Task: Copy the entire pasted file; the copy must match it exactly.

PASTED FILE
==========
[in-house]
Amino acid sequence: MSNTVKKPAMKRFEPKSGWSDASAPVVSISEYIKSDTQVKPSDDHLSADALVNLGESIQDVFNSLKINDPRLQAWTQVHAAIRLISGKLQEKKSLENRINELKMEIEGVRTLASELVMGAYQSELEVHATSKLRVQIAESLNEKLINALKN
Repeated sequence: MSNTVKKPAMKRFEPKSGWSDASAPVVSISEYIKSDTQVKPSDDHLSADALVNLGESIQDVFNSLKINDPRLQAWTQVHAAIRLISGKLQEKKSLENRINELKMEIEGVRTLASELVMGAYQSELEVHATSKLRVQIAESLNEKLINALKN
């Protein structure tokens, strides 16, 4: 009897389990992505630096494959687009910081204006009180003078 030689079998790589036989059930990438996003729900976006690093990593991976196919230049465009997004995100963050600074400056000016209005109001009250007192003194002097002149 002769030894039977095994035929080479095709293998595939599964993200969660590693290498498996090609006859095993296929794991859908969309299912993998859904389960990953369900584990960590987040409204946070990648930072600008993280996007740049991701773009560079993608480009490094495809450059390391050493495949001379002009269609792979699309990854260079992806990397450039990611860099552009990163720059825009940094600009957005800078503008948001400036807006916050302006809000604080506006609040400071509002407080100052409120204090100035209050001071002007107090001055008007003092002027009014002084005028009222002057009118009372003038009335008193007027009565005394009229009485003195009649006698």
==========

[in-house]
Amino acid sequence: MSNTVKKPAMKRFEPKSGWSDASAPVVSISEYIKSDTQVKPSDDHLSADALVNLGESIQDVFNSLKINDPRLQAWTQVHAAIRLISGKLQEKKSLENRINELKMEIEGVRTLASELVMGAYQSELEVHATSKLRVQIAESLNEKLINALKN
Repeated sequence: MSNTVKKPAMKRFEPKSGWSDASAPVVSISEYIKSDTQVKPSDDHLSADALVNLGESIQDVFNSLKINDPRLQAWTQVHAAIRLISGKLQEKKSLENRINELKMEIEGVRTLASELVMGAYQSELEVHATSKLRVQIAESLNEKLINALKN
């Protein structure tokens, strides 16, 4: 009897389990992505630096494959687009910081204006009180003078 030689079998790589036989059930990438996003729900976006690093990593991976196919230049465009997004995100963050600074400056000016209005109001009250007192003194002097002149 002769030894039977095994035929080479095709293998595939599964993200969660590693290498498996090609006859095993296929794991859908969309299912993998859904389960990953369900584990960590987040409204946070990648930072600008993280996007740049991701773009560079993608480009490094495809450059390391050493495949001379002009269609792979699309990854260079992806990397450039990611860099552009990163720059825009940094600009957005800078503008948001400036807006916050302006809000604080506006609040400071509002407080100052409120204090100035209050001071002007107090001055008007003092002027009014002084005028009222002057009118009372003038009335008193007027009565005394009229009485003195009649006698």